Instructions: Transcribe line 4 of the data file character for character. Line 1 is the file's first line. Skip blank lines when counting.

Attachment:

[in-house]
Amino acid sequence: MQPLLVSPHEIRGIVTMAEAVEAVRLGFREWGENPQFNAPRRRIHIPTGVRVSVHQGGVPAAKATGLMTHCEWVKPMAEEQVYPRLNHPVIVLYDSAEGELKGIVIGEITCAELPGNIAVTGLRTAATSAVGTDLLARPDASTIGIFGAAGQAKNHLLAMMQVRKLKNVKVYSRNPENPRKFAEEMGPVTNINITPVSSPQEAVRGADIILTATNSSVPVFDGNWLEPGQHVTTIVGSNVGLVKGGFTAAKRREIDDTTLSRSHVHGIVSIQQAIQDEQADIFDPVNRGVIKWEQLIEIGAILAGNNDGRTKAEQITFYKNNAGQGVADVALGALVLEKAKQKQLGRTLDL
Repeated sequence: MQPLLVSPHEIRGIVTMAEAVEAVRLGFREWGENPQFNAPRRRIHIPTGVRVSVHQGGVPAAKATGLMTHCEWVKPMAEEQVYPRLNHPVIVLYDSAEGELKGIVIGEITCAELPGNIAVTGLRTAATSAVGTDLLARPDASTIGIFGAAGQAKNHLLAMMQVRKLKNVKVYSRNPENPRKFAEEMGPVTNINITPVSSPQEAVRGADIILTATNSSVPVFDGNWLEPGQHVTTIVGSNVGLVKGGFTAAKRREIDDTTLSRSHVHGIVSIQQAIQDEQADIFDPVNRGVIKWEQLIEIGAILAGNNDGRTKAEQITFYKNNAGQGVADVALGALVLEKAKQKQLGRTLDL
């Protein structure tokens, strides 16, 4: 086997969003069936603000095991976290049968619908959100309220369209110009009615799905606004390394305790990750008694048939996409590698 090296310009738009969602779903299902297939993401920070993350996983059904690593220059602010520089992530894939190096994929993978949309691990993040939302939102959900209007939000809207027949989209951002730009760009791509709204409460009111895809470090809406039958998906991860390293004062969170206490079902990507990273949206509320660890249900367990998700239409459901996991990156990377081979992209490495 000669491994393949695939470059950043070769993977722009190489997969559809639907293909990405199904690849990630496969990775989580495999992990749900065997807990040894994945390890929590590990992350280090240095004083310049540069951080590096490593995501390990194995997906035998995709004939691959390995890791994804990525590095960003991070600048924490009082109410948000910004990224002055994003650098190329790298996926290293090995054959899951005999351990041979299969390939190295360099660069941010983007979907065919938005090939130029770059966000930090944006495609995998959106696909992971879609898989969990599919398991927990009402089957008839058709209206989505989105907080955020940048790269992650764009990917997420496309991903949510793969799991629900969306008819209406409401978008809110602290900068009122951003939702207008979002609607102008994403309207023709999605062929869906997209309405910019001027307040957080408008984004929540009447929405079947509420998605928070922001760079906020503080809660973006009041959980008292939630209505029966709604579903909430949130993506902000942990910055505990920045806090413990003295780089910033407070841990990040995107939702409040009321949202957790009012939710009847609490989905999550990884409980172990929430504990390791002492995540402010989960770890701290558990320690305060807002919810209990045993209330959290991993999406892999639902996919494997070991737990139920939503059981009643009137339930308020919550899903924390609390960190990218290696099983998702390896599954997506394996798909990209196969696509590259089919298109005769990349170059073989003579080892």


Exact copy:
């Protein structure tokens, strides 16, 4: 086997969003069936603000095991976290049968619908959100309220369209110009009615799905606004390394305790990750008694048939996409590698 090296310009738009969602779903299902297939993401920070993350996983059904690593220059602010520089992530894939190096994929993978949309691990993040939302939102959900209007939000809207027949989209951002730009760009791509709204409460009111895809470090809406039958998906991860390293004062969170206490079902990507990273949206509320660890249900367990998700239409459901996991990156990377081979992209490495 000669491994393949695939470059950043070769993977722009190489997969559809639907293909990405199904690849990630496969990775989580495999992990749900065997807990040894994945390890929590590990992350280090240095004083310049540069951080590096490593995501390990194995997906035998995709004939691959390995890791994804990525590095960003991070600048924490009082109410948000910004990224002055994003650098190329790298996926290293090995054959899951005999351990041979299969390939190295360099660069941010983007979907065919938005090939130029770059966000930090944006495609995998959106696909992971879609898989969990599919398991927990009402089957008839058709209206989505989105907080955020940048790269992650764009990917997420496309991903949510793969799991629900969306008819209406409401978008809110602290900068009122951003939702207008979002609607102008994403309207023709999605062929869906997209309405910019001027307040957080408008984004929540009447929405079947509420998605928070922001760079906020503080809660973006009041959980008292939630209505029966709604579903909430949130993506902000942990910055505990920045806090413990003295780089910033407070841990990040995107939702409040009321949202957790009012939710009847609490989905999550990884409980172990929430504990390791002492995540402010989960770890701290558990320690305060807002919810209990045993209330959290991993999406892999639902996919494997070991737990139920939503059981009643009137339930308020919550899903924390609390960190990218290696099983998702390896599954997506394996798909990209196969696509590259089919298109005769990349170059073989003579080892």